While stuck at home during the pandemic, people saw more pharma ads than ever. Not just on TV sets, but on computers and mobile devices.
The result? More informed consumers taking their concerns to physicians.
That’s a win for pharma and could herald better outcomes for patients. But there’s a catch. Consumers watching ads and searching health information online now almost equally weigh their own knowledge with physician suggestions.
While more than half (53%) consider their provider’s suggested treatment as a top source of information, 45% believe the web is an important source too, according to research by digital healthcare marketing platform DeepIntent.
“The information that’s online and available to patients has almost equal weight to the information that your healthcare provider is providing,” said Chris Paquette, CEO of DeepIntent, adding “It’s not as simple anymore as the provider or prescriber recommending the drug. We really need to surround the patient with reinforcing messages that the drug works.”
DeepIntent fielded the study to determine the influence of DTC advertising on awareness, education and provider interaction. In general, consumers are open to pharma ads, the firm found; about 50% of people said they find it helpful to see ads for a medical condition they've experienced.
Another finding pointed up the sometimes scattershot approach of pharma advertising.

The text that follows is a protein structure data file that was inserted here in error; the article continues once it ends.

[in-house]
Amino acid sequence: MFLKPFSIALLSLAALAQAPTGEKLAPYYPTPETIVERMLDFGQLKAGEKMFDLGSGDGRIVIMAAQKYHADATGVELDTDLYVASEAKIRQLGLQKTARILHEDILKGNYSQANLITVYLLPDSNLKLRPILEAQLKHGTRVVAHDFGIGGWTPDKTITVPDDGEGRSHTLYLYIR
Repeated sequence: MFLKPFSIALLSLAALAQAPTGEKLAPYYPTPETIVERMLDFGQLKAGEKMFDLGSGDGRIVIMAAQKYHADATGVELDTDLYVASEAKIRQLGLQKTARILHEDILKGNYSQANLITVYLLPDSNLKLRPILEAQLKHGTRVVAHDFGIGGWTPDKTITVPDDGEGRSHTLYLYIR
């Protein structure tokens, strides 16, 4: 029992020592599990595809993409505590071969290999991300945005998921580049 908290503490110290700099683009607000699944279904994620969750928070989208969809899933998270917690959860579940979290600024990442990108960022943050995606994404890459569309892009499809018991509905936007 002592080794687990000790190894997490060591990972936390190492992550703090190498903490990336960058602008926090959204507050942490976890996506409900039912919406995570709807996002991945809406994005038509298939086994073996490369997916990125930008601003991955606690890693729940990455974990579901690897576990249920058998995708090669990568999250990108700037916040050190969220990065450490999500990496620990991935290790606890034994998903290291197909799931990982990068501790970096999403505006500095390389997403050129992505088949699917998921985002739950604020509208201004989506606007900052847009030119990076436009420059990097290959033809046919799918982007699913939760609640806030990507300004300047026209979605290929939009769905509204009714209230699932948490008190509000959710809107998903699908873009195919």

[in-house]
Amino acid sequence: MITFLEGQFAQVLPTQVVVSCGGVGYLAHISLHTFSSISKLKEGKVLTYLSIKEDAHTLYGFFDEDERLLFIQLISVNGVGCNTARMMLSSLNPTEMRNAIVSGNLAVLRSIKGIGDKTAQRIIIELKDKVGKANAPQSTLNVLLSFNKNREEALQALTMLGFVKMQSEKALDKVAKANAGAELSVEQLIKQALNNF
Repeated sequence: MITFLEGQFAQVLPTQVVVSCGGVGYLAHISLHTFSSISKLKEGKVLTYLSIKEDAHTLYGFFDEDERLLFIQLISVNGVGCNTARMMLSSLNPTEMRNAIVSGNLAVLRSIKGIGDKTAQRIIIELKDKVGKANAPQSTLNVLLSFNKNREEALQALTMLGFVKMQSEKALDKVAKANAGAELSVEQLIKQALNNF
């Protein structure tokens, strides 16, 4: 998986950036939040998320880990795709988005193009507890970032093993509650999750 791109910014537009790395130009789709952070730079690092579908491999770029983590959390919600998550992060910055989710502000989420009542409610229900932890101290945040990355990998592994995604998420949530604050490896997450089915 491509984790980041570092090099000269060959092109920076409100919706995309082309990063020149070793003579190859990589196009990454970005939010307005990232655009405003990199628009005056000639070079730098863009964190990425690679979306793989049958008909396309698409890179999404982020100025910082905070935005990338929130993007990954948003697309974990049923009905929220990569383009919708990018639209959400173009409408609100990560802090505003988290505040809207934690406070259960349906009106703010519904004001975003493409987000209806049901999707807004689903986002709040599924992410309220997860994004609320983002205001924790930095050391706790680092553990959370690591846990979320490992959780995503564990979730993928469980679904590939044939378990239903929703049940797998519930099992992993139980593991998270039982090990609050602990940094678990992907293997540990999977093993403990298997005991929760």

Half of Americans say the pharma advertising they see is not relevant to them at all. Yet many more appreciate the value of ads in making patients more informed—75% said better education for patients will lead to better outcomes.
“There’s a large opportunity for pharma to improve the way they’re doing targeting, resulting in what many people believe are better outcomes,” Paquette said.
One of the opportunities is in coordinated messaging with professional marketing to physicians and consumer marketing to patients. Outside of the current study, DeepIntent case study research shows that synchronized campaigns—reaching patients and HCPs around the same time before visits—result in prescription lifts of up to 35%.
“Focusing on that patient-provider relationship—reinforcing that relationship—should be the goal objective. Advertising should be used as a tool to improve how aware patients are before stepping in front of providers,” Paquette said.